2019 has arrived and with it comes the approaching deadline for the conversion to IDDSI (the International Dysphagia Diet Standardisation Initiative).
IDDSI is an eight level consistency framework for both fluids and solid foods for the treatment of dysphagia, which will replace the current standards in Australia in May this year and April in the UK. As the aged care sector gears up for the coming change it’s worth reflecting on the condition of dysphagia itself and why the world needs the IDDSI framework. Editor’s Note: As of 1 February 2019, IDDSI has announced an additional Level 7 subcategory: Regular Easy to Chew. So, this is clearly still an evolving space!
Definition and prevalence of dysphagia
Worldwide over 590 million people, including 60% of the ageing population, will develop some form of dysphagia in their lifetime. Dysphagia describes a condition that affects the muscles involved in the swallowing of food, slowing down the swallowing motion which can cause both food and drink to enter the lungs rather than descending down the oesophagus. When food or liquid enters the lungs it is called ‘aspiration’, which can lead to the potentially fatal condition of aspirational pneumonia and the difficulty in swallowing and chewing food can result in malnutrition and dehydration.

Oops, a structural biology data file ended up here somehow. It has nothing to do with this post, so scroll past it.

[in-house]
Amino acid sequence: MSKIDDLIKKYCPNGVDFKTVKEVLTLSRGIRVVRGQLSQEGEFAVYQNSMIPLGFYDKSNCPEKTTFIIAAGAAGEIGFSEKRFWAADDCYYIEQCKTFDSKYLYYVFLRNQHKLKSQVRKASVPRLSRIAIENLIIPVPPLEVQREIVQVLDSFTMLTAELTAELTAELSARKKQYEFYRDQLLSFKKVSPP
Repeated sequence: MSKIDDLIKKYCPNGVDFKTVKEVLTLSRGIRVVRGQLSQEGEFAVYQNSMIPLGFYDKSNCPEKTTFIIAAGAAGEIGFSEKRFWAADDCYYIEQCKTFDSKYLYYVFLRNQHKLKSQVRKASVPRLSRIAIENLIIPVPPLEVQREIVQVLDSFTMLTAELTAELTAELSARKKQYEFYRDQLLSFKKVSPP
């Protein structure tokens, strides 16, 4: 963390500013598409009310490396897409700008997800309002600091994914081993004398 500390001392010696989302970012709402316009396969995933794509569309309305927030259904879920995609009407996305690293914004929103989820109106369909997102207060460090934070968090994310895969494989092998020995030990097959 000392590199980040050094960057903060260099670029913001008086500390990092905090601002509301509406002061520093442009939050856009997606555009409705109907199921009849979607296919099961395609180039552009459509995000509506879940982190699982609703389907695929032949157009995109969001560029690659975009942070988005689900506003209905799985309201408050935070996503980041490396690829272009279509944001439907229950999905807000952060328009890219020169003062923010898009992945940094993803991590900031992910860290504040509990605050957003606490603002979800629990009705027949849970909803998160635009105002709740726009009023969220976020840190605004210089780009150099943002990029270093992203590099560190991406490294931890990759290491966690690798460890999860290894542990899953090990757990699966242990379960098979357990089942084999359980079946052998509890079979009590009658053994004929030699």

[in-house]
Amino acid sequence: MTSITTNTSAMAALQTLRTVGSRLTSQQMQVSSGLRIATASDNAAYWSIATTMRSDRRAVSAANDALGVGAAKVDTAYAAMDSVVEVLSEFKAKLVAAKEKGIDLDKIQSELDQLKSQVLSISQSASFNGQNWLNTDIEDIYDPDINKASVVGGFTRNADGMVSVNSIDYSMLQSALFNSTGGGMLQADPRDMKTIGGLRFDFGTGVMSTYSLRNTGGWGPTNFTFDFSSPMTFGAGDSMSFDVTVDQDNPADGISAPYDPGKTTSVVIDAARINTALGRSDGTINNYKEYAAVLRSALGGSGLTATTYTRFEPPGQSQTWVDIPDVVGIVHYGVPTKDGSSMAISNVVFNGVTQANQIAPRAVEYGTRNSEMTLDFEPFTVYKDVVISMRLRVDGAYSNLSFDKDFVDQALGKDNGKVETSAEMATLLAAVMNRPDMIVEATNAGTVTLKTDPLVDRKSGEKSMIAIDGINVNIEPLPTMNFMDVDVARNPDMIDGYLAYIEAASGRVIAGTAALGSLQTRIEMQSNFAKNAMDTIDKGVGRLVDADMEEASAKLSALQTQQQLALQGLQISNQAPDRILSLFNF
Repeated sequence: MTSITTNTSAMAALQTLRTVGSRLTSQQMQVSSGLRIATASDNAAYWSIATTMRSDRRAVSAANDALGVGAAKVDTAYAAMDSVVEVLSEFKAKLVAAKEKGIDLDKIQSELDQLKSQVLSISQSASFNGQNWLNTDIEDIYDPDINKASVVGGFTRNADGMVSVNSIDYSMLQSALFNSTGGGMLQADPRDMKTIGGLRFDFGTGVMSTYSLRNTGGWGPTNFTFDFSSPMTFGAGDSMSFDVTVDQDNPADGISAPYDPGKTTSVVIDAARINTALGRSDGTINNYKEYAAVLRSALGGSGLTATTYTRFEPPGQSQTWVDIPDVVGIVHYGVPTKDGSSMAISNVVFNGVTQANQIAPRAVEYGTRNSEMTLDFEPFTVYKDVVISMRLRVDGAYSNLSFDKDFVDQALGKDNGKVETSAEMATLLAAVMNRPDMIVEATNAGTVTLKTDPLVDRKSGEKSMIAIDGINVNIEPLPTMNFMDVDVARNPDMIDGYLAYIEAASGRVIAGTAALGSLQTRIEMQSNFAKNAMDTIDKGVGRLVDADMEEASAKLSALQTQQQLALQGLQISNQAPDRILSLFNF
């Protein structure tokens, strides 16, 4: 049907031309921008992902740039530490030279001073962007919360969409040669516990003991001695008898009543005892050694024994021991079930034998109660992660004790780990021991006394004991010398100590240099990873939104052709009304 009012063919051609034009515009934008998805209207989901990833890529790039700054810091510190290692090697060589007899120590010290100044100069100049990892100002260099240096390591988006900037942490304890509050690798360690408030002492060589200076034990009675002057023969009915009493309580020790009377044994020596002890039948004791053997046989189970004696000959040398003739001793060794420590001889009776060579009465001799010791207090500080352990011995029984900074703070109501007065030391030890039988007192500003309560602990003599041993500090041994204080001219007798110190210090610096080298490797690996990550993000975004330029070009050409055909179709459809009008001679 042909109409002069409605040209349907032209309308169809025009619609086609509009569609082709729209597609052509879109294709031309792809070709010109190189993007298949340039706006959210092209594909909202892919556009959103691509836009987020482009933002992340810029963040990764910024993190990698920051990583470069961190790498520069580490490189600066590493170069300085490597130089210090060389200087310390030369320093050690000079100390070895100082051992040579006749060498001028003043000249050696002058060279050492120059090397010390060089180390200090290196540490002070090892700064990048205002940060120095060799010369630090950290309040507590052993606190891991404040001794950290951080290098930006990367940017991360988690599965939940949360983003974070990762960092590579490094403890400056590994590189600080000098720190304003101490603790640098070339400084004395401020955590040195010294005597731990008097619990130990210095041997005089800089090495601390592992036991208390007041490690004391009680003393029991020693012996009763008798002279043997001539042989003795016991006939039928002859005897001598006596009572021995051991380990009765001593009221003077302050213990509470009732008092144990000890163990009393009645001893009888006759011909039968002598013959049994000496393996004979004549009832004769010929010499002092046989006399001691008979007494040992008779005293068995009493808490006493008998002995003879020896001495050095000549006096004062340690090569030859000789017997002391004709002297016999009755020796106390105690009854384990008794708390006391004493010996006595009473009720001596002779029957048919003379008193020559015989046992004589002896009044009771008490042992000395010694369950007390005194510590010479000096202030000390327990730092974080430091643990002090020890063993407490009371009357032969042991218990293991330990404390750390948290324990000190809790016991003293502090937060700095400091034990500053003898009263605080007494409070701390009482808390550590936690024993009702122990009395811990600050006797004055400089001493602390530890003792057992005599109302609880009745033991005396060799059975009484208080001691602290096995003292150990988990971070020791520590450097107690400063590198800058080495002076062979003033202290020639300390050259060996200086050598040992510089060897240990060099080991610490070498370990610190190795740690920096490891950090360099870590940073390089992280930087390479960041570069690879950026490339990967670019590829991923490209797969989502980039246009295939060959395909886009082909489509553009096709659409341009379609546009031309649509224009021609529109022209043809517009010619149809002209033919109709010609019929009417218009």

The high rate of dysphagia among the elderly makes it a common disorder in aged care. Countries around the world have standardised levels of food and drink consistency for the treatment of dysphagia but they are not globally consistent. In Australia there are three levels of thickness for food and a seperate three for drink but in the UK and USA there are four different levels for food but each country uses distinctly different terminology. The lack of consistency in thickness levels and jargon makes it difficult for globalised efforts in the development of texture modified foodstuffs and treatment of dysphagia.
IDDSI was developed over three years to become the global standard for the treatment of dysphagia. It not only details the suitability and purpose of each texture thickness levels but provides new, more exact methods to test the thickness of prepared foods. The described rationale that accompanies each thickness level clarifies when it would be appropriate to use and
the clear descriptions makes the end result simple to envision. The clarity and depth of the global IDDSI format will reduce confusion in treating dysphagia patients, which will in turn reduce the risk of preventable illness and death.
With IDDSI set to launch in the coming months, the challenge of adapting existing systems and foods to the new IDDSI standards is a real and pressing concern. Like any change, it will take time to fully adjust to but work is well underway to ensure care providers using SoupedUp Catering software can be confident that textures will map seamlessly from the current standards to the new IDDSI standards. In addition, we are currently producing new IDDSI training videos to help care providers make the transition as smooth as possible.